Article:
Parliamentary libraries

15.22 There are specific exceptions in the Copyright Act that provide that use of copyright material for the purpose of assisting a member of Parliament in the performance of the person’s duties does not infringe copyright.[26] There is also an exception for interlibrary loans for the purpose of assisting members of Parliament.[27] These exceptions are not qualified by any fairness requirements.

15.23 The Australian Parliamentary Library reports that these provisions were enacted in 1984 in response to ‘a realisation that the copyright obligations on parliamentary libraries were having an increasingly problematic impact on the ability of those libraries to fulfil their function of providing parliamentarians with unimpeded access to quality information’.[28] Those obligations included ‘onerous record keeping requirements, the heavy restrictions on copying, the inability to provide audio visual services and build current affairs data bases, and issues of timeliness and confidentiality’.[29]

15.24 Parliamentary libraries indicated that these exceptions are necessary for their work.[30] The exceptions provide the certainty that the libraries need to fulfil their functions in a time-pressured environment.[31] The absence of record keeping requirements allows the libraries to preserve the required confidentiality.[32] The Australian Parliamentary Library also submitted that the Library ‘does not abuse the broad and generous exceptions’ and noted that the Library has a substantial collection development budget and subscribes to various media services.[33] No rights holders raised any concerns about the parliamentary library exceptions. The ALRC concludes that these exceptions should be retained.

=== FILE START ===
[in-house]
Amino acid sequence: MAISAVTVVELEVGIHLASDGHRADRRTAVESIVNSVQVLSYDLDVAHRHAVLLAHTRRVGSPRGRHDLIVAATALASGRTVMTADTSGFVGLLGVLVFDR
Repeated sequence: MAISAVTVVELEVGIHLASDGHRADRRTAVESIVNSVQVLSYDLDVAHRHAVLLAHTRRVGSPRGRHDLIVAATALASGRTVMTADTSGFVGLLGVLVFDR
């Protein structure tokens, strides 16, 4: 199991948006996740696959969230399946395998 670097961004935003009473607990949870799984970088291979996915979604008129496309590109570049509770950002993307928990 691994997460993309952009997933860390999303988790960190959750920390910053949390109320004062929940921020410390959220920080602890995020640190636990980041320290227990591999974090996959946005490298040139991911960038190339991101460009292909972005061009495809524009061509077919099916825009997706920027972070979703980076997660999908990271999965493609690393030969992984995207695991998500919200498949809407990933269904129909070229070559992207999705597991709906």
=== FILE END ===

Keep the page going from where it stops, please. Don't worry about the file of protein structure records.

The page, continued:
15.25 However, the exceptions in their current form are not adequate for the digital environment. To carry out their duties, parliamentary librarians need to archive material from online sources and provide immediate access to information in digital form. Parliamentary libraries have called for ss 48A and 104 to be extended to include the capture of material in digital form, for s 48A to extend to dealing with copies of works.[34] The ALRC recommends that the parliamentary libraries exceptions should be technology-neutral and should apply to all of the rights encompassed by copyright.

15.26 Similarly, the exception in s 50(1)(aa), which allows a library to supply copies of works to parliamentary libraries, should be retained and updated to include digital works.

15.27 Parliamentary libraries have also reported concerns about contracts with publishers that appear to limit the scope of the exceptions for parliamentary libraries.[35] In Ch 20, the ALRC recommends that the Copyright Act should provide that a contractual term that excludes or limits the libraries exceptions is not enforceable.

Recommendation 15–1 The parliamentary libraries exceptions in ss 48A, 50(1)(aa) and 104 of the Copyright Act should be extended to apply to all types of copyright material and all exclusive rights.